Language revitalization

Despite this history of language loss, Aboriginal Canadians are working together to revitalize their ancestral languages by preserving the knowledge of elders and teaching a new generation of speakers. Instead of viewing language loss through a pessimistic standpoint, some people refuse to consider some languages “extinct,” but rather see languages that have no fluent speakers as “sleeping languages” that can be “awakened”. One common goal among some First Nations communities is to promote local control over their children’s education, a common philosophy among supporters of Aboriginal rights and self-government. For example, in British Columbia, the Stó:lo First Nation of the Fraser Valley have developed many initiatives to revitalize their traditional language, Halq’emeylem (Upriver Halkomelem). One program is the Pre-School Language Nest, a pre-school system modelled after a family home environment where children learn through natural language immersion. Another initiative is the Master-Apprentice Program, in which a fluent speaker is paired with a learner, and they carry out daily activities using Halq’emeylem at all times.16

In academia, linguists and anthropologists are recording as many mother-tongue speakers of Aboriginal languages as they can.  For some people who have forgotten their language, listening to these recordings can trigger their memory and help them regain their language skills. These initiatives have bridged academic research with on-the-ground language revitalization.  In June 2009, Fred Metallic, a York University Ph.D. candidate, became the first university student to write a doctoral dissertation in an Aboriginal language without an English or French translation. His dissertation, written entirely in Mi’kmaq, examines the reclamation of history and culture by the Mi’kmaq First Nation in Atlantic Canada.18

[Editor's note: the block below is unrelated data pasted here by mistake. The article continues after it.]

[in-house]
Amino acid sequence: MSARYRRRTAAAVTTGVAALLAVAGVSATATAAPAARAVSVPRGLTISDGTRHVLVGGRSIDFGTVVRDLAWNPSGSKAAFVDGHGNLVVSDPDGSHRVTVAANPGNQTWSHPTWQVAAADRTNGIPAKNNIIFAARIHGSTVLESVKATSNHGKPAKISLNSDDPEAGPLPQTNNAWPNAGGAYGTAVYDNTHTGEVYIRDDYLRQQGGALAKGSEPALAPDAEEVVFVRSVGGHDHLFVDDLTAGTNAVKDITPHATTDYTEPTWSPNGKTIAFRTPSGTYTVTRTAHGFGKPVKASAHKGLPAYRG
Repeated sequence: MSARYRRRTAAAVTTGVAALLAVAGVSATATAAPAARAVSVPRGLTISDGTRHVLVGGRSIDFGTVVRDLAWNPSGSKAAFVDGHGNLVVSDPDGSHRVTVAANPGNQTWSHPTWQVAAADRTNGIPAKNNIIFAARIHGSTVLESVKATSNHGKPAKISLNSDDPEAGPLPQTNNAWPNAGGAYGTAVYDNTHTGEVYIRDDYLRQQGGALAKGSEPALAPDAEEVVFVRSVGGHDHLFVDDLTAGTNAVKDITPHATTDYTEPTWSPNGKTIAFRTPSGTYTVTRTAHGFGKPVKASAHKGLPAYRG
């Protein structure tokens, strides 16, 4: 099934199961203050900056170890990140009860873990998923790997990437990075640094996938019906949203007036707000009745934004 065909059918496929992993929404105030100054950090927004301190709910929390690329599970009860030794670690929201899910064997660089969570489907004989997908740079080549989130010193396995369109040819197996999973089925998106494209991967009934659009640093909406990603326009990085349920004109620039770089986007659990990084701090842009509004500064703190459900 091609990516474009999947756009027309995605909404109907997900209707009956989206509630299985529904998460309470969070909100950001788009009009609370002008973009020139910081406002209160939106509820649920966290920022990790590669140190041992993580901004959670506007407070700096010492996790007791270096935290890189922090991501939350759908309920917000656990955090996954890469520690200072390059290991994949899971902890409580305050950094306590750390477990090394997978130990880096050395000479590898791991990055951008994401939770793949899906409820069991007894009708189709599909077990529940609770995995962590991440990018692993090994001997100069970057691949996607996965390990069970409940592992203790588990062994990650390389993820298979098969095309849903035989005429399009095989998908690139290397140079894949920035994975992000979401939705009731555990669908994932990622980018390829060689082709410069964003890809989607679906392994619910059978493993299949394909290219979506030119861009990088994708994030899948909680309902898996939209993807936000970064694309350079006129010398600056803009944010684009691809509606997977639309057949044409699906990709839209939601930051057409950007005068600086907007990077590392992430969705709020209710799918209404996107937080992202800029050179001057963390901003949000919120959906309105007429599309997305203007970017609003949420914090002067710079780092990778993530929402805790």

Over the years, the federal government and Aboriginal peoples have made significant efforts to heal and reconcile the legacy of discrimination and assimilation. In their final report, the Royal Commission on Aboriginal Peoples recognizes that the “Aboriginal language status and use is a core power in Aboriginal self-government.”19 For Aboriginal peoples, speaking their traditional languages is not only an expression of identity, it is also an assertion of empowerment. In conclusion, the following quote encapsulates the importance of language for Aboriginal peoples in Canada: “One Elder has said, ‘Without the language, we are warm bodies without a spirit’.” Mary Lou Fox, Ojibwe elder

By Alice Huang

Visit the UBC Indigenous Foundations Languages Page